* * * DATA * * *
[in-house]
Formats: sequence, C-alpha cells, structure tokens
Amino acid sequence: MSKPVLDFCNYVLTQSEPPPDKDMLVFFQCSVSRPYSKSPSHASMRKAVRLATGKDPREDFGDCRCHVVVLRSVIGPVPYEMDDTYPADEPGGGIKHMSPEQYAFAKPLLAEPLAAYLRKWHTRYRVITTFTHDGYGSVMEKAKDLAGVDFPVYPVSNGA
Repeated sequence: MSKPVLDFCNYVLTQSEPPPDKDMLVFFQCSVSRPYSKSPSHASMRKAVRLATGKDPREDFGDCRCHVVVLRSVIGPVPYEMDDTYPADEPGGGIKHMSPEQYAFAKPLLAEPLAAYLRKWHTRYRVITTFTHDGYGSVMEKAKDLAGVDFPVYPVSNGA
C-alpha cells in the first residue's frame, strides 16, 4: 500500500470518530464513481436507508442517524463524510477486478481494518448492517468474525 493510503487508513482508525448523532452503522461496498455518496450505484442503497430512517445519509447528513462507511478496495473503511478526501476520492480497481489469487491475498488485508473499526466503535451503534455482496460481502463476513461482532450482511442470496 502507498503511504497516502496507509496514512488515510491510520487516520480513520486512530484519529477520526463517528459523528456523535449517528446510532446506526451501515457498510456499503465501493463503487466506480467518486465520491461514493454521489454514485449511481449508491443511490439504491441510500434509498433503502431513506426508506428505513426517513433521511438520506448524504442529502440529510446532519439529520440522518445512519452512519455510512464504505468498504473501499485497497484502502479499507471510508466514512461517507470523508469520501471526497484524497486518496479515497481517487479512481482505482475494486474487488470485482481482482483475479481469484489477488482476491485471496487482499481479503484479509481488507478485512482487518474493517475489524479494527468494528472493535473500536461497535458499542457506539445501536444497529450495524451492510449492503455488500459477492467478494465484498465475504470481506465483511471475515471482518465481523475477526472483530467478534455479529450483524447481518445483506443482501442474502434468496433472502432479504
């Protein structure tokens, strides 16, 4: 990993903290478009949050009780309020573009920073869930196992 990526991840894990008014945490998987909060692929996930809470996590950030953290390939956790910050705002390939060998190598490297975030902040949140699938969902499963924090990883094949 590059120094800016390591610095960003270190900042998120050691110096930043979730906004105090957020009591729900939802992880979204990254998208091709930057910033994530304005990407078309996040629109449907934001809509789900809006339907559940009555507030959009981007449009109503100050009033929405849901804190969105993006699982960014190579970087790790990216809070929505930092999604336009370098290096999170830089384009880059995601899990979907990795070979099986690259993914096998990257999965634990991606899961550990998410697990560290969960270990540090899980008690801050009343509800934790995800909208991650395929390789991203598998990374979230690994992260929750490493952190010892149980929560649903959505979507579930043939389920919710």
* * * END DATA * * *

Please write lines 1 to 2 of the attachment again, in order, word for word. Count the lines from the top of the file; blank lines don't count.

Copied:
[in-house]
Formats: sequence, C-alpha cells, structure tokens